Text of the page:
(Wine Safari Score: 94/100 Greg Sherwood MW)

Old dogs don’t need new tricks…

I can’t claim to drink massive amounts of Australian wine. Why would I when there is so much exciting, well priced South African kit on the market in the UK.

But when I do drink an Aussie bottle, 9 out of 10 times it will be a cooler climate expression from Victoria, Adelaide Hills, or WA (Western Australia). Today was a Margaret River kind of day!

David Hohnen is an old dog of the Aussie wine trade and practically invented winemaking in Margaret River and half of New Zealand with the creation of the Cape Mentelle brand in Oz and Cloudy Bay in New Zealand. Today his focus is firmly on his McHenry Hohnen estate wines.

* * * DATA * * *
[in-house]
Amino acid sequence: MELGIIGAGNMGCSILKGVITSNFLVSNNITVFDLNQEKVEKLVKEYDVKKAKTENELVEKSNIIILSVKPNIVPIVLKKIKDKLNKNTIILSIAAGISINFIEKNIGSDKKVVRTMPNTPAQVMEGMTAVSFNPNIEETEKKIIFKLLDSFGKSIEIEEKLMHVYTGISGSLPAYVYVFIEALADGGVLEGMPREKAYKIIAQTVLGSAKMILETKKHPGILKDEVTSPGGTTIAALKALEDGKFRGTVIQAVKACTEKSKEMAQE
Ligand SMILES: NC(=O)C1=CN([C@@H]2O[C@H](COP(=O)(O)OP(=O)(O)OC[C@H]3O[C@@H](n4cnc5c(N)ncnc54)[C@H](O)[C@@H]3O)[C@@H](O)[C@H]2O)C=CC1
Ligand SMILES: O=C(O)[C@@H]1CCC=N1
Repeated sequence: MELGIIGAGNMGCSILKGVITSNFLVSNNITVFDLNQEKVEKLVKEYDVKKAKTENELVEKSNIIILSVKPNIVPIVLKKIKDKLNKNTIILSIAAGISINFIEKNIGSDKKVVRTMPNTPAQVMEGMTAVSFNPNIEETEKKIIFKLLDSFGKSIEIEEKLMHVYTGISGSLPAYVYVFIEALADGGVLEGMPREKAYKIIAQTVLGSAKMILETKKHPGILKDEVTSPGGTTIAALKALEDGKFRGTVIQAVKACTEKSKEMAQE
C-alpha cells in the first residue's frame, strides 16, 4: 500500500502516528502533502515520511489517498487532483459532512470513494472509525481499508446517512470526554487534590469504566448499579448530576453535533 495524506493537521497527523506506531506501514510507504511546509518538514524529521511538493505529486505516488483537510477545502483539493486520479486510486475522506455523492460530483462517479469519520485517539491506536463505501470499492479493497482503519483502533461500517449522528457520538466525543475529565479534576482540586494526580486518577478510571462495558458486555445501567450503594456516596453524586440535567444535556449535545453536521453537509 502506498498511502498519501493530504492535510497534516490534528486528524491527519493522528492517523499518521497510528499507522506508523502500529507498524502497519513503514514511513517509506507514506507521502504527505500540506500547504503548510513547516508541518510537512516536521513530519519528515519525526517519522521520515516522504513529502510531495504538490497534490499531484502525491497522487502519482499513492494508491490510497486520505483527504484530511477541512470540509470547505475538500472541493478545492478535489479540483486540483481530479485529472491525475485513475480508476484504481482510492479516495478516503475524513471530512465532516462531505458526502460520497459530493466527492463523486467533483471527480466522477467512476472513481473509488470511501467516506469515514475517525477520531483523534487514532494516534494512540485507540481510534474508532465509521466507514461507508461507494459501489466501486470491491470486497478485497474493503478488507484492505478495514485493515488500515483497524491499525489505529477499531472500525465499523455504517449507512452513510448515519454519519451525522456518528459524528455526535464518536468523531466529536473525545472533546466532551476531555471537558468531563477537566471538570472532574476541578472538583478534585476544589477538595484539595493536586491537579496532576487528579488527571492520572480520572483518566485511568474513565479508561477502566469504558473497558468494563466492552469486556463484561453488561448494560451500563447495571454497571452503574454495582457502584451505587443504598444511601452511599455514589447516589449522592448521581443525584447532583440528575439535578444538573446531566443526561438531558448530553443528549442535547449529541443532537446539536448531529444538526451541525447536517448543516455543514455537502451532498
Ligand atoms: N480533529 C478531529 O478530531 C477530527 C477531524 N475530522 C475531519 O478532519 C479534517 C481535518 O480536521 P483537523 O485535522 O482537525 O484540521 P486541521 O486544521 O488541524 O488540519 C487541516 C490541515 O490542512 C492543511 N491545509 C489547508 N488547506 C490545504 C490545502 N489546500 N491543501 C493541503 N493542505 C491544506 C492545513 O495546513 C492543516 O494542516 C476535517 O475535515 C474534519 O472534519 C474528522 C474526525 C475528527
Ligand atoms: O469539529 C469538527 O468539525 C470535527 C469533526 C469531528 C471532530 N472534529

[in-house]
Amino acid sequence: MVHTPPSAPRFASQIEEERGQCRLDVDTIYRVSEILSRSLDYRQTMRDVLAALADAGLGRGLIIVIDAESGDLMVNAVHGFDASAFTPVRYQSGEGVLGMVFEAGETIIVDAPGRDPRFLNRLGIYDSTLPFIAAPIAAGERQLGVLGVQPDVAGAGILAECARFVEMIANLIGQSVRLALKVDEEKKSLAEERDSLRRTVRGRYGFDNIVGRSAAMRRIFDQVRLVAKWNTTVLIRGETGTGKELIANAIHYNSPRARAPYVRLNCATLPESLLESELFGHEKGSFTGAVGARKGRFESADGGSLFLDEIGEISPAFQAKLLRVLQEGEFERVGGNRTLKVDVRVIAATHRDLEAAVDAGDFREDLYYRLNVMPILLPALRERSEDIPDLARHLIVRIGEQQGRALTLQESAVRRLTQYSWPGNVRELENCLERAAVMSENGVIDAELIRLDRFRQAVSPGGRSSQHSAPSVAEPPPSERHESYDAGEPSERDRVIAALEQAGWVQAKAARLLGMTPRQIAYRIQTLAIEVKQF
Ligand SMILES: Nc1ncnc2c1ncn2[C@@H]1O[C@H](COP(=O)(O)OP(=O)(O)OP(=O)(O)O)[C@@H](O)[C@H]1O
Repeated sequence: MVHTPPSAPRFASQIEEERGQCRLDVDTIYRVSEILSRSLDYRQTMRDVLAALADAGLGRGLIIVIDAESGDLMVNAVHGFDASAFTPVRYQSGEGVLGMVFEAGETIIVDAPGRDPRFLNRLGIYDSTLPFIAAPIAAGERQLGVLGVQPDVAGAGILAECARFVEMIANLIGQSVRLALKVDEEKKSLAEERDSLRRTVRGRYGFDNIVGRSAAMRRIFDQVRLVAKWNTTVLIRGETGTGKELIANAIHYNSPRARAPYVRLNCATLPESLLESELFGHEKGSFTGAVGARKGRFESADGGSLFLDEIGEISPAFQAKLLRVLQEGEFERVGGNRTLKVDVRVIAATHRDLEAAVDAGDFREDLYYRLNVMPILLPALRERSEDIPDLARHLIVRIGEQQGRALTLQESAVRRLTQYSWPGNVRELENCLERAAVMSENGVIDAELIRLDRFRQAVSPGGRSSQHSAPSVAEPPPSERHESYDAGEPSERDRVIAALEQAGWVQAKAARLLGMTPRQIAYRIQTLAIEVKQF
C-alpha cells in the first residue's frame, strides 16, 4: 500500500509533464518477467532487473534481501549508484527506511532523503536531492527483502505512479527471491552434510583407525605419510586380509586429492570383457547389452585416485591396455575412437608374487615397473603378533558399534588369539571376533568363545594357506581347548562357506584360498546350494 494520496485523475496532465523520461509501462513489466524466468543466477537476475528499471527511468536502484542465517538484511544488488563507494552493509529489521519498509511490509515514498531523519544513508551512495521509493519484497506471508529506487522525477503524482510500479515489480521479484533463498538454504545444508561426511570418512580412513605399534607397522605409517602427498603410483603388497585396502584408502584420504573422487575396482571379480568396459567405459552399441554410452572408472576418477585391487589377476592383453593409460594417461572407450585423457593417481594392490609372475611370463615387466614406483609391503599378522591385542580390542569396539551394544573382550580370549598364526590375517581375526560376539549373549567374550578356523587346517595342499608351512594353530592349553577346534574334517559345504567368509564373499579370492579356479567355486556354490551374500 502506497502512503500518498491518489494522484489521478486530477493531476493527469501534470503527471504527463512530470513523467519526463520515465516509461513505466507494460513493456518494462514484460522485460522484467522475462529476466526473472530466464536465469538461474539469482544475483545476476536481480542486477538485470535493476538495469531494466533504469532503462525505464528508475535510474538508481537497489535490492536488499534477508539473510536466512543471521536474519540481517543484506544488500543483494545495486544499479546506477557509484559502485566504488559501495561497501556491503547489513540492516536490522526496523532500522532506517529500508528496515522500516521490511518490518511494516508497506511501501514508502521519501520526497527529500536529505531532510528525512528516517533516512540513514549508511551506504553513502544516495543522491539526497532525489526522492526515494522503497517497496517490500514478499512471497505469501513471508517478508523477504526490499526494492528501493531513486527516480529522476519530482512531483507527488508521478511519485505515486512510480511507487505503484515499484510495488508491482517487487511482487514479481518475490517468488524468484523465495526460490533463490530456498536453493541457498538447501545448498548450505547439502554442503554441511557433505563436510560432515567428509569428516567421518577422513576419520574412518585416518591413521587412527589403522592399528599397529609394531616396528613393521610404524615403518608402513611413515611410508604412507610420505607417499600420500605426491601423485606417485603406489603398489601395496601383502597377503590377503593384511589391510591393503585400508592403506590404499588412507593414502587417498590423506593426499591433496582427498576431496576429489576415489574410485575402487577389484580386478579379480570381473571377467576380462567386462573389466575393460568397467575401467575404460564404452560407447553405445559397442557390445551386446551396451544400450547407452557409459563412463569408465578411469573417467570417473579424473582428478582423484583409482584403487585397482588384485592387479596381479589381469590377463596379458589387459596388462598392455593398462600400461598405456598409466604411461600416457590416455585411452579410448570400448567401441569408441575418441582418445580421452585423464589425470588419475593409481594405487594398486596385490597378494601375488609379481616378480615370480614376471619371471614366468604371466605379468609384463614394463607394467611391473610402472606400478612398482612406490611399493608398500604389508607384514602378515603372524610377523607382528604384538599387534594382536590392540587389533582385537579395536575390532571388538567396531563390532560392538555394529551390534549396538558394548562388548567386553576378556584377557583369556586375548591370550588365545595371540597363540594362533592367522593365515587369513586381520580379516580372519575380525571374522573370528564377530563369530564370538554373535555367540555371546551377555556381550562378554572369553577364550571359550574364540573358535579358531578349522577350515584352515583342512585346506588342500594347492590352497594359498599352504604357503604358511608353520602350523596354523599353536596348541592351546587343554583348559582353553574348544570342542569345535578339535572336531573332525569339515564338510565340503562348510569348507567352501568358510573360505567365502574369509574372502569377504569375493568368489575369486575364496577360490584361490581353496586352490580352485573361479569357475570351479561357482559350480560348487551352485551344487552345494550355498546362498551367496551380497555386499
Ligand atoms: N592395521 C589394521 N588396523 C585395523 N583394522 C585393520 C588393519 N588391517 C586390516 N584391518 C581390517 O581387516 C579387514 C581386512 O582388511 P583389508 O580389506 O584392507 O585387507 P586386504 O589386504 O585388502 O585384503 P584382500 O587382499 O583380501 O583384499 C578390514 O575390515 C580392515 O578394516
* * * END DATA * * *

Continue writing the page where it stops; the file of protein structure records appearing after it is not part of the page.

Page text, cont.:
Never one for frivolous chatter or too much smiling, David is a lovely, deep, mysterious kind of character who makes tantalisingly fresh wines with a real purity and a sense of place. His top end estate wines ooze class and Margaret River typicity. 

David’s Tiger Country 2010 is a fantastic blend of Tempranillo, Petit Verdot and Graciano and shows beautiful aromas of black forest fruits, dark chocolate liqueurs and spicy berries. The palate is restrained and multi-layered with a real mineral presence of crushed gravel and graphite and finishes in a harmonic medley of black fruits, chalky tannins and fine balancing acidity.  (Wine Safari Score: 93+/100 Greg Sherwood MW)

I always love catching up with David in London as invariably the banter eventually drifts in multiple, exotic directions. Today was no different… working in New Zealand, the Isabel Estate, gun auctions, and hunting in the creeks of Margaret River. Classic!